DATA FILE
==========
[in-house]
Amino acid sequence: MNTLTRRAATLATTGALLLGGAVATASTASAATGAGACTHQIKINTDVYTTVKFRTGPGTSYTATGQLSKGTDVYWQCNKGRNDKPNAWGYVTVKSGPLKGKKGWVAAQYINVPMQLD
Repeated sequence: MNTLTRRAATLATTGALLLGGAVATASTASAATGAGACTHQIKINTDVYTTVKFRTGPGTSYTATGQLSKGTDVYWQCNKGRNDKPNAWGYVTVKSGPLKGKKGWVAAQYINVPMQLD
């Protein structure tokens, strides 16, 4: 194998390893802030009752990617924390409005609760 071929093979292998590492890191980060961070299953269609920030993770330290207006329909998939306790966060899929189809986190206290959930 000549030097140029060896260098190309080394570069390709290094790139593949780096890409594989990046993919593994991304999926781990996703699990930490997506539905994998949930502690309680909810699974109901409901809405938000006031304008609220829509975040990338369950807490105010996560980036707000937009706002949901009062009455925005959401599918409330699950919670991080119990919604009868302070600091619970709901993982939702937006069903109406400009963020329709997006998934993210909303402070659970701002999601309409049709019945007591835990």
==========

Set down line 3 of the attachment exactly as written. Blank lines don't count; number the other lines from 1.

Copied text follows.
Repeated sequence: MNTLTRRAATLATTGALLLGGAVATASTASAATGAGACTHQIKINTDVYTTVKFRTGPGTSYTATGQLSKGTDVYWQCNKGRNDKPNAWGYVTVKSGPLKGKKGWVAAQYINVPMQLD